Developing great gluets is the priority for many men and women who exercise. Beyonce and the girls in Destiny’s Child taught us that being ‘bootylicious’ isn’t such a bad thing and the mainstream media is appreciating a more athletic female with a firm and rounded posterior. Recently Tom Hardy was voted sexiest man and his best asset according to the voting panel was his gluets. From a cosmetic view point, gluets are in! There has been a 35% increase in gluet operations in the USA from 2010 to 2015 with 106,000 individuals going under the knife in 2015 to have their posterior plumped up.
Ok so for the vanity exercisers we would all like to develop a firmer set of glutes, but the athlete in us should recognise the benefits of stronger gluets. For athletic performance , they are responsible for accelerating, decelerating, changing directions and creating explosive power in jumps. Athletes with strong glutes will be faster, more efficient and explosive in their movements than athletes with weaker glutes. Developing strong glutes is not only essential for optimal performance, but also can decrease your risk for injury in the knees, lower back, hamstrings and groin. Weak glutes can cause an imbalance in the hip, which may lead to excessive medial rotation of the femur and lateral tracking of the patella, thus potentially causing knee pain. Strengthening your glutes decreases your risk for back injuries in exercises such as the deadlift and squat by taking some of the pressure off your lower back. Furthermore, weak glutes may also contribute to pulled muscles in your hamstring or groin.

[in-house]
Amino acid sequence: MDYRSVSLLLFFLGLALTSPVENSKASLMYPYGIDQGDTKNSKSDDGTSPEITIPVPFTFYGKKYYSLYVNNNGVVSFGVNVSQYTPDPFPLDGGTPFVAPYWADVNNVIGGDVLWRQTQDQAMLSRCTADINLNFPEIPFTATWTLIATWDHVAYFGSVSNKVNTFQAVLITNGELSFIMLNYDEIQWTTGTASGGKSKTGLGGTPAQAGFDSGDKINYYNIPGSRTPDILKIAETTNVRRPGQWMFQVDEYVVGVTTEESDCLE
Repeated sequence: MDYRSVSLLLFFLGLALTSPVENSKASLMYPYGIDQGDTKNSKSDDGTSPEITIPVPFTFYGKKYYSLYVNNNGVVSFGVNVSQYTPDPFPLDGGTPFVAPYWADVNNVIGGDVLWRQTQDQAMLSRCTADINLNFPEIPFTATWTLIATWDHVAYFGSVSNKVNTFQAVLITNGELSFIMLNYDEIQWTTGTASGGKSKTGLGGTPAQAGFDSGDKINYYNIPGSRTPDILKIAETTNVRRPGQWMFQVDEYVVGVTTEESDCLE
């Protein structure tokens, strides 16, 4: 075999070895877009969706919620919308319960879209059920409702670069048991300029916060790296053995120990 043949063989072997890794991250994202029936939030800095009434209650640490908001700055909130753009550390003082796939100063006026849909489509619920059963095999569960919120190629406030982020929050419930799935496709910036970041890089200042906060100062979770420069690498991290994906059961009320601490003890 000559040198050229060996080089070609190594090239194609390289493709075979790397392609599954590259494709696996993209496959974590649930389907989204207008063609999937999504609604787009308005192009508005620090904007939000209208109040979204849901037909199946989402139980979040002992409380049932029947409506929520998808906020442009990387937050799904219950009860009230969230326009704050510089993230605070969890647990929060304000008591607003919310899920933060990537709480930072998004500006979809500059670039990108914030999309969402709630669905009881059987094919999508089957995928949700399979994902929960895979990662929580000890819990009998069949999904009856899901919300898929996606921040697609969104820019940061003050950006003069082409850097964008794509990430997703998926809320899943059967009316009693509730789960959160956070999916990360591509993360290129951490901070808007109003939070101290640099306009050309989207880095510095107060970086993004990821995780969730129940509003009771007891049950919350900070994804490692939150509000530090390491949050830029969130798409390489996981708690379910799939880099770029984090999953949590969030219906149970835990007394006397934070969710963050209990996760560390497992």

Exercises that promote a firm posterior.
The Barbell Squat to parallel or below (yes you can go below parallel) will engage your gluets. Go heavy and go deep.
Drive through the heel and ensure you push your pelvis forward at the top of the movement. This will ensure your gluet activates.
Walking lunges are better still! Drive into the heel and ensure you drive through each step.
Engage the full posterior chain as you deadlift. Learn to take the slack out of the bar and drop the hips prior to lifting for greater gluet engagement.